You just finished replacing a power steering pump on a customer vehicle. You fire up the engine and to your surprise, the pump is still making noise. Now it’s easy to kick yourself at this point and think, where did I go wrong? I would urge you to take a step back and reevaluate things. There are several questions which you should ask yourself in this scenario. Did you flush the system? Did you use the correct type and quality of fluid, and did you bleed the system after the repair? Let’s start with the first one. Flushing the system. Anytime you’ve replaced a major power steering component such as the steering rack or the pump, you should at least be evaluating the condition of the fluid and potentially flushing the entire system. This is especially important in the case of say, an internal failure of the pump. This could cause metal shavings to be introduced into the fluid circuit, potentially causing damage to other components later on down the road.
If the fluid is dark, smelly, or contaminated, it should be replaced by flushing the system. That leads us to the second point, selecting the correct type, grade, and quality of power steering fluid. Power steering fluid is not universal from one automaker to the next. Some brands will use automatic transmission fluid, ATF, depending on the model year in the application. Asian imports may use a specific type of power steering fluid, which is a blend of hydro treated mineral and synthetic base oils with special additives. Luxury imports like Mercedes-Benz and BMW may use a form of hydraulic oil, which looks and smells different than traditional power steering fluid. The takeaway here is that you need to do your due diligence when it comes to selecting what fluid you’re going to put in the system during the repair. Keep this in mind as well whenever you’re trying to diagnose a noise concern. Your customer may have inadvertently added the wrong type of fluid causing the abnormal noise. So-called universal power steering fluid bottles may claim that they contain all of the necessary additives, but this isn’t always the case.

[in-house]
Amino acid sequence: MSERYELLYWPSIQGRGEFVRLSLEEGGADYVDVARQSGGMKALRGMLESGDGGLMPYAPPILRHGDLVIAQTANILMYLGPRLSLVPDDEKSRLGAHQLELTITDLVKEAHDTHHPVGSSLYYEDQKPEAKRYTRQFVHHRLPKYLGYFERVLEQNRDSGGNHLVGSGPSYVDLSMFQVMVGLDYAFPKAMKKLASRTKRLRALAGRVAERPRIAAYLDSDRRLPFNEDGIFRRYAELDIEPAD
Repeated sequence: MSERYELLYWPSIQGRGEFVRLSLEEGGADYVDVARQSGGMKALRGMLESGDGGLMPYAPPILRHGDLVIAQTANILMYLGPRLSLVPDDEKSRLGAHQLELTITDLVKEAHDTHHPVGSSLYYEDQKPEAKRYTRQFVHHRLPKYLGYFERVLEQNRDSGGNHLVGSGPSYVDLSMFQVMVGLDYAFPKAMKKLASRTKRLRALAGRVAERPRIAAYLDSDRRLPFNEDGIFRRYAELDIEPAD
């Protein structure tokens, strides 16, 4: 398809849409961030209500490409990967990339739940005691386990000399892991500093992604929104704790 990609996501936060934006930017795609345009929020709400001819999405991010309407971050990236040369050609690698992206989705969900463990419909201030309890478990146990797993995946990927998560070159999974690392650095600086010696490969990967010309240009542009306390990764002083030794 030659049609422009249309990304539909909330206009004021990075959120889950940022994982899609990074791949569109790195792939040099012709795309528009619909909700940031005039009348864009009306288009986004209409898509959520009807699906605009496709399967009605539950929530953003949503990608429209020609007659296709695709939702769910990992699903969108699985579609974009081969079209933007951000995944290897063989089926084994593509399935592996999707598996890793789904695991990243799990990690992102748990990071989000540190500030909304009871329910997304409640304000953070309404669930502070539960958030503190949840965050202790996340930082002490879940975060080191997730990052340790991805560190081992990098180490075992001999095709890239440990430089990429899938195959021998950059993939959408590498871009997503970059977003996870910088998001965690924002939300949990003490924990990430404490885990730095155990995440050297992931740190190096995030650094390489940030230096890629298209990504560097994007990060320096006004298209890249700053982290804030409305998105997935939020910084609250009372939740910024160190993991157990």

Finally, the system may need to be bled in order to remove any air pockets from inside the hydraulics circuit. This varies greatly from one automaker to the next, so your best resource will be the OE service information. As an example, a 2016 Chevy Traverse needs to have the front wheels lifted off of the ground. Then a long transmission funnel needs to be placed into the power steering fluid reservoir and filled near the top with fluid. With the key on, engine off, turn the steering wheel from lock to lock 10 to 20 times, checking the fluid level periodically, then start the engine and repeat this process, being careful not to hold the wheel against the steering lock. Turn the engine off, extract the excess fluid from the long funnel and remove it from the reservoir. Top off the fluid level one last time, and perform a road test.
If the pump is making noise, but the system is still operating normally, consider adding Rislone Steering Stop Whine with leak repair to the reservoir. You can put these problems to rest with just one bottle. Steering Stop Whine with leak repair will reduce noise, stabilize the power steering fluid, as well as fix hard steering concerns. Steering Stop Whine with leak repair is a 100% universal additive, which will work with all types of hydraulic power steering systems. I’m Brian Sexton. Thanks for watching.
This video is sponsored by Rislone.